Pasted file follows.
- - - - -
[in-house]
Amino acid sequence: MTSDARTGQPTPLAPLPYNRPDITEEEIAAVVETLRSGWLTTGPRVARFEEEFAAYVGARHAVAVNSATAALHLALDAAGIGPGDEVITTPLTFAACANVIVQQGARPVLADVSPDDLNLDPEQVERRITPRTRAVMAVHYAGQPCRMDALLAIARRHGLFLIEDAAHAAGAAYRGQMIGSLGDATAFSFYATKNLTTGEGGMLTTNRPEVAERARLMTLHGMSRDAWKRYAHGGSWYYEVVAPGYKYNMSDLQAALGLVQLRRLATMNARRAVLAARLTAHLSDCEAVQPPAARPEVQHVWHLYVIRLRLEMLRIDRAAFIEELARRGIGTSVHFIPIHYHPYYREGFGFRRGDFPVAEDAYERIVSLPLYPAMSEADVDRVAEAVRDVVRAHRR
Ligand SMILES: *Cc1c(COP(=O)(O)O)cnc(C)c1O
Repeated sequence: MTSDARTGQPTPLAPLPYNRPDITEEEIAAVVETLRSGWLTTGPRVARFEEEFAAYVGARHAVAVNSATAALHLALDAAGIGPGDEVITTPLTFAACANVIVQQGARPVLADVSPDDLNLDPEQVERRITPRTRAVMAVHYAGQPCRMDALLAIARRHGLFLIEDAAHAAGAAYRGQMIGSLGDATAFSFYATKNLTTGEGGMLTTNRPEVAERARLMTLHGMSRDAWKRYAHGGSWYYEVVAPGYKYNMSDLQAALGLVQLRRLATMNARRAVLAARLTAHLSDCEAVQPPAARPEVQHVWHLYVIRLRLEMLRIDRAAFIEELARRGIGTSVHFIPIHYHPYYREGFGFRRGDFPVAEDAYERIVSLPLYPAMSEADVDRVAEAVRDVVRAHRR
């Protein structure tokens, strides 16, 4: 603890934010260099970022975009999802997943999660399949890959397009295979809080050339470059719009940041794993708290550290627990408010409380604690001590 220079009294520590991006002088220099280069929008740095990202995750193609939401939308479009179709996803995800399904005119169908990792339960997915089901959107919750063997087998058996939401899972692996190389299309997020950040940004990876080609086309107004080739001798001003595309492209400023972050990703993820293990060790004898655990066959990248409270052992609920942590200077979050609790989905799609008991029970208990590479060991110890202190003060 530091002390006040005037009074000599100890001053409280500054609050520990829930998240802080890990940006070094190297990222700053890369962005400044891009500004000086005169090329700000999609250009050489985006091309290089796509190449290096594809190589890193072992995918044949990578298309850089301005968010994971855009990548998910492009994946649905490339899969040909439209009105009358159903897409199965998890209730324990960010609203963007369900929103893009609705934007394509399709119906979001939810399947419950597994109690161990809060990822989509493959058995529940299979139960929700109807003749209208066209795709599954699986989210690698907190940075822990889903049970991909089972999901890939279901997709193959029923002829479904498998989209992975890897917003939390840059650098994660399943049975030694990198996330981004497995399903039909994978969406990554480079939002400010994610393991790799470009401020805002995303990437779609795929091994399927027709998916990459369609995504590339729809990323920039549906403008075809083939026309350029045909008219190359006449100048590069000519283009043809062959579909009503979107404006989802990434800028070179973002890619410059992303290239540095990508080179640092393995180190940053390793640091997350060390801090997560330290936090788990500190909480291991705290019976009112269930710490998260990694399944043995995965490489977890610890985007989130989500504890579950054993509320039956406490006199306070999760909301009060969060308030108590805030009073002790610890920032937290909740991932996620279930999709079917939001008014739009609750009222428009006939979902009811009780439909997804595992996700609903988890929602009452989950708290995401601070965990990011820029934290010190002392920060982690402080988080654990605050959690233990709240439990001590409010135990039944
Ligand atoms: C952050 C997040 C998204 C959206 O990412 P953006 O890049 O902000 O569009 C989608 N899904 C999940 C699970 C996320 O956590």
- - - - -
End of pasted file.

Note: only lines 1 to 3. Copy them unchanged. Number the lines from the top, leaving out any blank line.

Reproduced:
[in-house]
Amino acid sequence: MTSDARTGQPTPLAPLPYNRPDITEEEIAAVVETLRSGWLTTGPRVARFEEEFAAYVGARHAVAVNSATAALHLALDAAGIGPGDEVITTPLTFAACANVIVQQGARPVLADVSPDDLNLDPEQVERRITPRTRAVMAVHYAGQPCRMDALLAIARRHGLFLIEDAAHAAGAAYRGQMIGSLGDATAFSFYATKNLTTGEGGMLTTNRPEVAERARLMTLHGMSRDAWKRYAHGGSWYYEVVAPGYKYNMSDLQAALGLVQLRRLATMNARRAVLAARLTAHLSDCEAVQPPAARPEVQHVWHLYVIRLRLEMLRIDRAAFIEELARRGIGTSVHFIPIHYHPYYREGFGFRRGDFPVAEDAYERIVSLPLYPAMSEADVDRVAEAVRDVVRAHRR
Ligand SMILES: *Cc1c(COP(=O)(O)O)cnc(C)c1O